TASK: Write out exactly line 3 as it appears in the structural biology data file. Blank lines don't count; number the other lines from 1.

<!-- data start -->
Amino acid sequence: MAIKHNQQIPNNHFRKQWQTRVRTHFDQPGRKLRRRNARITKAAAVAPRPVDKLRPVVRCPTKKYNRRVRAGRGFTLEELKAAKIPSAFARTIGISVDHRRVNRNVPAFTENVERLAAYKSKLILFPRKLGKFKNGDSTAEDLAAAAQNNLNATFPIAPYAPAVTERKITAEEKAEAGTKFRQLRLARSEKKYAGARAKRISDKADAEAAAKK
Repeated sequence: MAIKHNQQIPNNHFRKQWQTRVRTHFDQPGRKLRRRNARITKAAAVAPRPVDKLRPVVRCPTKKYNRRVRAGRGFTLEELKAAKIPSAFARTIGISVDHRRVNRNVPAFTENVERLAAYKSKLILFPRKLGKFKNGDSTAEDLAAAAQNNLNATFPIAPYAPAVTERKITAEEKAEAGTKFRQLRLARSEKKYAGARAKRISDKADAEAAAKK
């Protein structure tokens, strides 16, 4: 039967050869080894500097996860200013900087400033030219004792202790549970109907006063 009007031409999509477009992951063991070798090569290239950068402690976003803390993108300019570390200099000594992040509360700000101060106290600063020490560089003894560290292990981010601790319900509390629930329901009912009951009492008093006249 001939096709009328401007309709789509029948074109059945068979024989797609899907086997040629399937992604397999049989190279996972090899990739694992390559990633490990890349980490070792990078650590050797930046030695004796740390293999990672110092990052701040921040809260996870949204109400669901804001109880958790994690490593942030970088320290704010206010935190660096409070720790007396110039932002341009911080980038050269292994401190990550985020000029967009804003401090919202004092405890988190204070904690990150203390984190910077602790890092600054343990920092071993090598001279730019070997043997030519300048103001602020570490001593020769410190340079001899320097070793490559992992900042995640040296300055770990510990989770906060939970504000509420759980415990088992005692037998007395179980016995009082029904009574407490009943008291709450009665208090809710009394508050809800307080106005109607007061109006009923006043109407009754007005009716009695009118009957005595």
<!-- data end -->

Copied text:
């Protein structure tokens, strides 16, 4: 039967050869080894500097996860200013900087400033030219004792202790549970109907006063 009007031409999509477009992951063991070798090569290239950068402690976003803390993108300019570390200099000594992040509360700000101060106290600063020490560089003894560290292990981010601790319900509390629930329901009912009951009492008093006249 001939096709009328401007309709789509029948074109059945068979024989797609899907086997040629399937992604397999049989190279996972090899990739694992390559990633490990890349980490070792990078650590050797930046030695004796740390293999990672110092990052701040921040809260996870949204109400669901804001109880958790994690490593942030970088320290704010206010935190660096409070720790007396110039932002341009911080980038050269292994401190990550985020000029967009804003401090919202004092405890988190204070904690990150203390984190910077602790890092600054343990920092071993090598001279730019070997043997030519300048103001602020570490001593020769410190340079001899320097070793490559992992900042995640040296300055770990510990989770906060939970504000509420759980415990088992005692037998007395179980016995009082029904009574407490009943008291709450009665208090809710009394508050809800307080106005109607007061109006009923006043109407009754007005009716009695009118009957005595």